Andy King: If 2070 is acceptable, there is a table, 4.13 on page 152, that breaks it down. The projection is 20% of GDP lower in this report than it was in 2018 at that horizon. That is a small number when we are thinking about 50 years ahead. Any number of factors were big enough on their own to explain that, and then the largest of the offsetting factors, as you rightly point out, is the loss of fuel duty.
Q36 Kevin Hollinrake: Moving on to defence spending, the Government, as you will know, have committed to an increase in budget for defence; it is 2.5% by the end of the decade. Is that sustainable?
Richard Hughes: So far as we understand it, the UK’s only formal commitment is to the NATO benchmark of 2%. The Prime Minister made an announcement in Madrid, but it was characterised as an extrapolation of where the Government’s current investment plans would take them by the time we get to 2030. It gets you to about 2.5% of GDP. That would add around £12 billion to spending over that period.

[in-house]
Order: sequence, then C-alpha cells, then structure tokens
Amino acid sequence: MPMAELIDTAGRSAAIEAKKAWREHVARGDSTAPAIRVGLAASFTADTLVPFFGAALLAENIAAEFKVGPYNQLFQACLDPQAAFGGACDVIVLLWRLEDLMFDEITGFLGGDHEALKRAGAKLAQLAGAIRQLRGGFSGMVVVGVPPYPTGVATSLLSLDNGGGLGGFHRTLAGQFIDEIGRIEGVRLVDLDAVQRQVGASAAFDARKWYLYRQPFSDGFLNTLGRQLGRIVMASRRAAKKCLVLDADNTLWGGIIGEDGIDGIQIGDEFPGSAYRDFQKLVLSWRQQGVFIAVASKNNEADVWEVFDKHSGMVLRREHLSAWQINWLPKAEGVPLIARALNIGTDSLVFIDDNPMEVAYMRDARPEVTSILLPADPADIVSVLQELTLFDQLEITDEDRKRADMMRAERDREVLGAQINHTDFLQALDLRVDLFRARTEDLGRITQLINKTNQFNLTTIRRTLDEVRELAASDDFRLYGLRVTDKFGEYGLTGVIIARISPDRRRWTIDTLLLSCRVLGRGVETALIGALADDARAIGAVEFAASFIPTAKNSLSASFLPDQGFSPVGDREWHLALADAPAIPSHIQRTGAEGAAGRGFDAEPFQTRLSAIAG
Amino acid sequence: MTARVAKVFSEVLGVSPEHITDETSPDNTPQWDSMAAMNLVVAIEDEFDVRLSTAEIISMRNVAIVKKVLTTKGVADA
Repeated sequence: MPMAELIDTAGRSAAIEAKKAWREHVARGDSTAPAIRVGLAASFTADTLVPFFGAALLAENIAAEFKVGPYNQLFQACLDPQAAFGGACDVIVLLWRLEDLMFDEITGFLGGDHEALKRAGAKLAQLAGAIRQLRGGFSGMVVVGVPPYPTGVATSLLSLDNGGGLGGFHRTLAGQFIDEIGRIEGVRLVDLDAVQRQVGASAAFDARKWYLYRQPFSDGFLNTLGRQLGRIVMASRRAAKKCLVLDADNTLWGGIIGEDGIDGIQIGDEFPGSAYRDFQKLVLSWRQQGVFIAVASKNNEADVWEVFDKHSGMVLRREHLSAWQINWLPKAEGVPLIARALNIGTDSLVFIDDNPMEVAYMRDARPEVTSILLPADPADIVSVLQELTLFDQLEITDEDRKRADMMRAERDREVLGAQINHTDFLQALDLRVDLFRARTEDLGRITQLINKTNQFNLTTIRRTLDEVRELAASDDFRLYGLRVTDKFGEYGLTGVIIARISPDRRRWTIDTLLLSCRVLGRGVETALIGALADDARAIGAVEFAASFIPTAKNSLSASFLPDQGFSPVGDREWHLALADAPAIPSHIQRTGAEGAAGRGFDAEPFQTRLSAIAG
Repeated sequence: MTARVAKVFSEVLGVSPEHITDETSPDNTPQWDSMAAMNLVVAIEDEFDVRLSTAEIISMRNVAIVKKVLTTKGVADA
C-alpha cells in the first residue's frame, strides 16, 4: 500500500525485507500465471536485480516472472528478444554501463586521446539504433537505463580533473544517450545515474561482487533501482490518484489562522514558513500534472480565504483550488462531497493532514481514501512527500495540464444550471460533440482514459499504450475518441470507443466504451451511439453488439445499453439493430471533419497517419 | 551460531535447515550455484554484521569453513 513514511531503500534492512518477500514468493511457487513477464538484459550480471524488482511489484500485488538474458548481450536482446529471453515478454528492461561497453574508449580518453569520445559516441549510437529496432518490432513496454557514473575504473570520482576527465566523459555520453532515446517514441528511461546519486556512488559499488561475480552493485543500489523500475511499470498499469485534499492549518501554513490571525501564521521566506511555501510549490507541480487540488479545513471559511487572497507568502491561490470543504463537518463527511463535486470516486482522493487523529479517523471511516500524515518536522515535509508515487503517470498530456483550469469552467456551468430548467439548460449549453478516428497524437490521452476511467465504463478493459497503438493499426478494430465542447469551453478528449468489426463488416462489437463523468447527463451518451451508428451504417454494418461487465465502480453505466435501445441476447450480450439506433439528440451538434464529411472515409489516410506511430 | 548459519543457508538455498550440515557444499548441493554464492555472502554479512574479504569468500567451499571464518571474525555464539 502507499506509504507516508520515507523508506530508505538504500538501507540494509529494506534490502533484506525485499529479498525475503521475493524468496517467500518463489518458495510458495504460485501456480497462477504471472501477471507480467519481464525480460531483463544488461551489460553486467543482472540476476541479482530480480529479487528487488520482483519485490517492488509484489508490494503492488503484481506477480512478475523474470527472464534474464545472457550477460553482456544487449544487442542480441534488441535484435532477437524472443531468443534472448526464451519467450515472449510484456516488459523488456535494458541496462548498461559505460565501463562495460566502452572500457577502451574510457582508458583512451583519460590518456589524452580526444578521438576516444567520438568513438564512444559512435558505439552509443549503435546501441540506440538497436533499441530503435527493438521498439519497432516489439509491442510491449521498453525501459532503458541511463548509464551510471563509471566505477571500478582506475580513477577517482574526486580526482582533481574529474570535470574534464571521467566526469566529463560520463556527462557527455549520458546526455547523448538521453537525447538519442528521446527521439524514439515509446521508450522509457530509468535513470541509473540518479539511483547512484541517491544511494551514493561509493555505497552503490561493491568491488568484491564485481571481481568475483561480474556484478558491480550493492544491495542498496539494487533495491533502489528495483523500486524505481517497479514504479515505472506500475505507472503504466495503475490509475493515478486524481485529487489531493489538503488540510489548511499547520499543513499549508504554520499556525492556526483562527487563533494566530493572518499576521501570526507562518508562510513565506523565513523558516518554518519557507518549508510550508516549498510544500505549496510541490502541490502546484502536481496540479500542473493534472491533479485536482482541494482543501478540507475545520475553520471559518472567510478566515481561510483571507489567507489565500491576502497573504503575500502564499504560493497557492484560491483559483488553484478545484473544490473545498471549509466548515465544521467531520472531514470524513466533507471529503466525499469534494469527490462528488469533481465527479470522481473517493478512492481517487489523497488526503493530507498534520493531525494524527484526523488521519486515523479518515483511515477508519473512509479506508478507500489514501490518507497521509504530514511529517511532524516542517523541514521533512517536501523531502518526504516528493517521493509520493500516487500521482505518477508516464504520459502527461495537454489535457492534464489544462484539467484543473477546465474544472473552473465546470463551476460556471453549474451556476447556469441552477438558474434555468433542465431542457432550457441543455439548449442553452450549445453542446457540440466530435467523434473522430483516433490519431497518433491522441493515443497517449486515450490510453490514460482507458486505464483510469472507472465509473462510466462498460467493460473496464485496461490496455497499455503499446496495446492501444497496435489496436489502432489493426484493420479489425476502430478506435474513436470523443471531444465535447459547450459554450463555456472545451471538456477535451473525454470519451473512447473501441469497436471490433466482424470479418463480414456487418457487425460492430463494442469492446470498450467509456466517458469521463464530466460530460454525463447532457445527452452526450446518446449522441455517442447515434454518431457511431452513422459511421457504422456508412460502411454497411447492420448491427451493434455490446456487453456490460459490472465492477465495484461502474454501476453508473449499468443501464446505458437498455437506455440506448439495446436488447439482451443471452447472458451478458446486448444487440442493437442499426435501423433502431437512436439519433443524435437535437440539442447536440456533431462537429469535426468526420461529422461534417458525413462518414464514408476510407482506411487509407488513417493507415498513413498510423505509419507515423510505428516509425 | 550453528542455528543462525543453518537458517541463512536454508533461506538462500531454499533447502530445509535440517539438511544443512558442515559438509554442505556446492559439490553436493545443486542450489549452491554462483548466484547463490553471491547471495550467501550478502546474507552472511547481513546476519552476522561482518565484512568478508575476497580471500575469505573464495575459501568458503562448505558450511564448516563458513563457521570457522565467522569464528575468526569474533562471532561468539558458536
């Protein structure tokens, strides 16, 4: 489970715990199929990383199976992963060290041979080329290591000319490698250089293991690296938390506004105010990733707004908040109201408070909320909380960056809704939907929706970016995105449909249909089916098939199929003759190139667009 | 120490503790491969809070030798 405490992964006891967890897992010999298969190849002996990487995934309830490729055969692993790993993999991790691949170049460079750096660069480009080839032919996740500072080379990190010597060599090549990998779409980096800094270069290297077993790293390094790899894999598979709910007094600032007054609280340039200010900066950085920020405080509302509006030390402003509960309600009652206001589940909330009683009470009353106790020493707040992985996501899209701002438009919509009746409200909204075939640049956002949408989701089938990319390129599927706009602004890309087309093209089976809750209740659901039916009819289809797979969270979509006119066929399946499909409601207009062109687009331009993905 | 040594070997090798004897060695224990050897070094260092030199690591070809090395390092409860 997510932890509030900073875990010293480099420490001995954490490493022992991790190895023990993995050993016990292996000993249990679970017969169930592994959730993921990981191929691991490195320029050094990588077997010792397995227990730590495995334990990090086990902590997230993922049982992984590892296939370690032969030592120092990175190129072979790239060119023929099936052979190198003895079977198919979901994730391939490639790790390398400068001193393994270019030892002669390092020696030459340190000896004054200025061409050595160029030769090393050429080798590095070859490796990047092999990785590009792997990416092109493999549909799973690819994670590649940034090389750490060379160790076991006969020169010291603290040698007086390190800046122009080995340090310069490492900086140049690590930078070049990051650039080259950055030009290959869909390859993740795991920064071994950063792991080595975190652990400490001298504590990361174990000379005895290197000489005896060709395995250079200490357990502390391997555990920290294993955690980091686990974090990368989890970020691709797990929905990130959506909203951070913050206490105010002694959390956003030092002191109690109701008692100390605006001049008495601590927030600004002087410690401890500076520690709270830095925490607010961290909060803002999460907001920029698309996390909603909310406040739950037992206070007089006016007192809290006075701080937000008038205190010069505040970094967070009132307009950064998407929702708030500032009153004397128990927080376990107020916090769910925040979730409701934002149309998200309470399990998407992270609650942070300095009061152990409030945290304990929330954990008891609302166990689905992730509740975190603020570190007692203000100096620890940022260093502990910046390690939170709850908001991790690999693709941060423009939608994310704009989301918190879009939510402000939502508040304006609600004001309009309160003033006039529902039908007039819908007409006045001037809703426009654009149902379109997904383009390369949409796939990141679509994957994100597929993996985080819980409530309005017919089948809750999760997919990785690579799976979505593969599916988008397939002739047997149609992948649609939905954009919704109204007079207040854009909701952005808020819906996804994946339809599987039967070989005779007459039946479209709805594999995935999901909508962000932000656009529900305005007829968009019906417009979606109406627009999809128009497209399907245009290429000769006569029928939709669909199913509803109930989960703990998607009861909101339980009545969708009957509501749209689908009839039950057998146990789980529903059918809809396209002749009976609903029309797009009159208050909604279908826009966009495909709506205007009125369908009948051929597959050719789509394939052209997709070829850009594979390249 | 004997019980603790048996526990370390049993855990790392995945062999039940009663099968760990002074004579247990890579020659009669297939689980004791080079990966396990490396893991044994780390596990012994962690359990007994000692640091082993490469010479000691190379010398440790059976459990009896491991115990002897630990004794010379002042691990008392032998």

When you look at this in the round and look at all the other pressures on the public finances, this clearly takes you even further north of anything approaching sustainability. It has been the case that, pretty much since 1945, fall in defence spending has been a source of fiscal benefit to Chancellors. We used to spend around 10% of GDP on defence at the end of the Korean War. That fell to 2% by the time you got to the period after the fall of the Berlin Wall, so Chancellors have relied on that extra fiscal room for manoeuvre from falling defence spending to allow them either to expand the welfare state or keep the tax burden down. If defence spending is now going to be added to the list of things that are going in the other direction, that just makes the challenge more difficult for Chancellors.